Tuesday, February 27, 2007

General Sham(e)

Imagine giving your whole adult life to one of the armed forces and then ending your career, not with the adulation of your men, but the suddenly unshakeable reputation of a common thief. If Lt Gen SK Sahni and three senior cohorts in the Army Services Corps (ASC) were found by an Army inquiry to have allegedly made lakhs by purchasing second-rate masoor dal instead of nutritious cereal for thousands of soldiers, another inquiry recently found "some lapses" by other senior officer in the purchase of frozen meat for soldiers in Ladakh. The latter operation, if proved by a court, would easily match the profound disgrace of Sahni’s alleged heist.

No matter what anyone says, especially from within the Army, a Major or a Captain skimming off the top from his Mess bill is a trifle, a mere flicker compared to a General cavorting his whole life in elite military finery and bringing those decades of trust, respect and faith placed in him by his troops to a crushingly humiliating end by trading off every last shred of integrity for a few lakh rupees. And how? By playing monstrously and unfeelingly with the basic needs of those very troops.

The kinds of thievery by senior Army officers in recent times are immediately repulsive. Maj Gen Gur Iqbal Singh and four Brigadier-rank accomplices sold subsidized defence liquor by the truckload at street prices with superb self-assurance. Maj Gen KTG Nambiar and Maj Gen Rana Goswami allegedly took to cooking formation books and pocketing the difference. It probably won’t be long before probes uncover Generals getting juicy fixes from contracts for milk, or kerosene, or vegetables or any of the thousands of other items that the million-strong service buys and stocks every day.

Is this, as Army chief Gen JJ Singh was asked at a press conference recently, a complete breakdown of respectability – or simply, honesty – at the highest levels of the Army? Probably not. For every Sahni or Nambiar, there’s a full phalanx of Generals and other senior ranks who serve out their time with quiet honour, their reputations more precious than pensions or retirement benefits. Furthermore, there can be little to criticize about the swiftness and nature of the Army’s brand of justice once it finds culpability among its own.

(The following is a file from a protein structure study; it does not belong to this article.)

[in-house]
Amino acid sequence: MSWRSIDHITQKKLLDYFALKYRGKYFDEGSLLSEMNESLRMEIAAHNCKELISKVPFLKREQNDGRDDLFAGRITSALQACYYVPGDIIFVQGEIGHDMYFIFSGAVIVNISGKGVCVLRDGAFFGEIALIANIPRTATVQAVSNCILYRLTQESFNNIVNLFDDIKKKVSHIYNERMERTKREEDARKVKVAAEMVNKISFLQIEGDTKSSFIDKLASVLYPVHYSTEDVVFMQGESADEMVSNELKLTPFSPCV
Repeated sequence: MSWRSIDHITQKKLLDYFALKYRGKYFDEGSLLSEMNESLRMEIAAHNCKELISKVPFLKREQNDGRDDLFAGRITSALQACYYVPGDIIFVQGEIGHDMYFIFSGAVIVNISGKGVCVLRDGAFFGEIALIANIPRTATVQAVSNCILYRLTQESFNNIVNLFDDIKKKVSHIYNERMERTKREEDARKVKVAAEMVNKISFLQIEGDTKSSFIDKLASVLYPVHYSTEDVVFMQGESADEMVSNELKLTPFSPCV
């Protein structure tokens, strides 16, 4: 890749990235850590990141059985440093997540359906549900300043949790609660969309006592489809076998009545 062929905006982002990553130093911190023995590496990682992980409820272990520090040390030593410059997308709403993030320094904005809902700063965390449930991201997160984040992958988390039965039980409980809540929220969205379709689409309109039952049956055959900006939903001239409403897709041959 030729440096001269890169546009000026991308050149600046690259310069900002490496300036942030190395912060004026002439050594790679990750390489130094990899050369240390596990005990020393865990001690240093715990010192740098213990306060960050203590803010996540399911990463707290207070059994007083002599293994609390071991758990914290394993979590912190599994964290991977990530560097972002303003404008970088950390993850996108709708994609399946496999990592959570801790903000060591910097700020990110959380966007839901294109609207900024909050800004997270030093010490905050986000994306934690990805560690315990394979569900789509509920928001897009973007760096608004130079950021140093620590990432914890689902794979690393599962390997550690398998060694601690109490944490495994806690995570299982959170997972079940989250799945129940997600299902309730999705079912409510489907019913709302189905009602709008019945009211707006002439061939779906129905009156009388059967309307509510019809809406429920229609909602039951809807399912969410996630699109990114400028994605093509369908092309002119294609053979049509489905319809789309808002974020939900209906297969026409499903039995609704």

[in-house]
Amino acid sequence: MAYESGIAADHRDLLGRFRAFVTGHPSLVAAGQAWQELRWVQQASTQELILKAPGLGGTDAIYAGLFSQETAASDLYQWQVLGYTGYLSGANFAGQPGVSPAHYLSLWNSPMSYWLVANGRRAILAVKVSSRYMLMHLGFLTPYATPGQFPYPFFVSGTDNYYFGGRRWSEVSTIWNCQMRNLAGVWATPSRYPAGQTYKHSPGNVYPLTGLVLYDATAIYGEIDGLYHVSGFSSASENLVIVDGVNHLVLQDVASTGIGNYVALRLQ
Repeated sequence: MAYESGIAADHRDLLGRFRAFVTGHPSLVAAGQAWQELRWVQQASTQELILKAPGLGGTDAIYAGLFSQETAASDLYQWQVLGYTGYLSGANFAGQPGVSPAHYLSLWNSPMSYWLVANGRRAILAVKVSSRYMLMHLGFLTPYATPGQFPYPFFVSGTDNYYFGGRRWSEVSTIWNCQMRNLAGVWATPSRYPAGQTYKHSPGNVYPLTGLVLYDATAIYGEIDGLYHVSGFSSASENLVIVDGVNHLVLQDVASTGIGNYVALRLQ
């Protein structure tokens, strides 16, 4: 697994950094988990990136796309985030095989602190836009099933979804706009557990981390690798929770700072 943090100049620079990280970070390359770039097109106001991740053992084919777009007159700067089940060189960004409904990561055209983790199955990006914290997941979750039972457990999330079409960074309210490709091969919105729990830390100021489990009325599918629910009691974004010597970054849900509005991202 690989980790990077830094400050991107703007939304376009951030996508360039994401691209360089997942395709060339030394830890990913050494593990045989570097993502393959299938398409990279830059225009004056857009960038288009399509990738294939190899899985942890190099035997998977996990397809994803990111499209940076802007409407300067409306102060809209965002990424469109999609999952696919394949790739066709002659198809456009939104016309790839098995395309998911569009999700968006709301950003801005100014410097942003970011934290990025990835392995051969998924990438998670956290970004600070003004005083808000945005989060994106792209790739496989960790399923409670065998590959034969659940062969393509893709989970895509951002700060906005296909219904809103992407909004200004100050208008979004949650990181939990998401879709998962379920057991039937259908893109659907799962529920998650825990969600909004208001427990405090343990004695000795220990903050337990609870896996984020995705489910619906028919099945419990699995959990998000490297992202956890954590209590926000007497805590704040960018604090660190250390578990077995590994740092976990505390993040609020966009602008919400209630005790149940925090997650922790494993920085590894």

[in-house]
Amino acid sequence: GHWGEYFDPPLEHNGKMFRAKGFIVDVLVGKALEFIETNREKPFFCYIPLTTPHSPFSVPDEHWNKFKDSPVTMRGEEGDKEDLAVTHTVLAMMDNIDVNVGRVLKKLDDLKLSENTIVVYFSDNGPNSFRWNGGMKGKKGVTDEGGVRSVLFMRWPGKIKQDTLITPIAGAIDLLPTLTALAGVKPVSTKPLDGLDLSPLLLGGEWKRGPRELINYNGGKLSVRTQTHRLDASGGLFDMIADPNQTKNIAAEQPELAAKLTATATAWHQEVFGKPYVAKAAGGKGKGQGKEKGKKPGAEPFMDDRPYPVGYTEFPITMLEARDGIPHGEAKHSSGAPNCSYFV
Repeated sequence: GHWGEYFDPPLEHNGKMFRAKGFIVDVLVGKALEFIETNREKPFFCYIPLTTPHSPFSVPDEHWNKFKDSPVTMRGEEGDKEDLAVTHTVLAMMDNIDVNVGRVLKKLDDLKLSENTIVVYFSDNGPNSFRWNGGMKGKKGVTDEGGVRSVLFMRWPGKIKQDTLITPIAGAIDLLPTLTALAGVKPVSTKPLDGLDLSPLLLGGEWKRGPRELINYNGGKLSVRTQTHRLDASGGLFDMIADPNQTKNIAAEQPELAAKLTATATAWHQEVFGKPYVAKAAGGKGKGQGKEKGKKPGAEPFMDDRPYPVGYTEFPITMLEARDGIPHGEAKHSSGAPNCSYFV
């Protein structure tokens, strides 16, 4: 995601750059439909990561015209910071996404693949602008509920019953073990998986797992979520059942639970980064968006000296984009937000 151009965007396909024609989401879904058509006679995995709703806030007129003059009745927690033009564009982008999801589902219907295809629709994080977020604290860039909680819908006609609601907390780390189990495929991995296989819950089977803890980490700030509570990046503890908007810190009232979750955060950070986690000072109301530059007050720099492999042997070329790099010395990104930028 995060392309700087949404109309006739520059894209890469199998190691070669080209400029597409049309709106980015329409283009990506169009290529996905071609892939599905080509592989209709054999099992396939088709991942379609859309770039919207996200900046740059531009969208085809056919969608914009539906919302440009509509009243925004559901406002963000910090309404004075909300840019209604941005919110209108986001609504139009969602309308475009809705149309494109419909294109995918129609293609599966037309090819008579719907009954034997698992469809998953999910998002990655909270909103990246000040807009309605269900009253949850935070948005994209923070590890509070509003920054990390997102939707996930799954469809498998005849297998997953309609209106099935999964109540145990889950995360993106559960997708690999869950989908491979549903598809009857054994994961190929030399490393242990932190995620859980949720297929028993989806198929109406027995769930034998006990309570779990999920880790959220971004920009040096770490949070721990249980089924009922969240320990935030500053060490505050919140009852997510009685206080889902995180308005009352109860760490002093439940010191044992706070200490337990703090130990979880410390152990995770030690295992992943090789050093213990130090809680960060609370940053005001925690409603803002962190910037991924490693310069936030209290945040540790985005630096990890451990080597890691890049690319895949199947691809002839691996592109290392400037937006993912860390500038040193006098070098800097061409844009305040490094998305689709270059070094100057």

The tainted clique of Generals all face humiliating chastisement, ranging from general courts martial, which will likely see them plucked from their uniforms and sent packing, to administrative action, with its own attendant embarrassments, including loss of seniority or the cancellation of retirement benefits.

A few rotten apples then? Yes, but that doesn’t makes each individual case any less disturbing. Wizened and retired officers wonder why these Generals, with years of necessary toil behind them, would allow themselves such reckless folly when the finishing line, as it were, was in sight. With quaintly endearing defence elitism, the retired ones will tell you that the tainted Generals won’t just have to endure being civilians in retirement, but debased and sullied ones at that. What, they ask, could really be worse? The answer, anyone will tell you, is little.

The argument that systemic flaws encourage corruption is a necessarily complex one. Does the Army’s otherwise ingenious supply chain of contracts and services allow for a quick buck as a result of uniquely empowered formations with steeply unwieldy structures? Just as countermeasures to check fraud are plentiful, cracks exist for the crooked to work the system. The private contract mafia, it is commonly known, persistently pings the Army structure for dodgy characters willing to jointly defraud the service. It’s just a black day for everyone when that person happens to wear three stars.

Notwithstanding the irreparable damage this handful of officers and others have inflicted on its ethical fabric as a whole, the Army is thankfully far yet from being perceived as a refuge for scoundrels. But with a distinct shortage of officers and a generally tapering interest in the armed forces as a career, the huge and expensive Army machinery put to use to project an upright profession, where you’ll be a “winner for life”, is gradually undermined. And there can be no forgiving that. No matter what the motivations are to enroll, the fact that the Army is a noble career option is beyond doubt.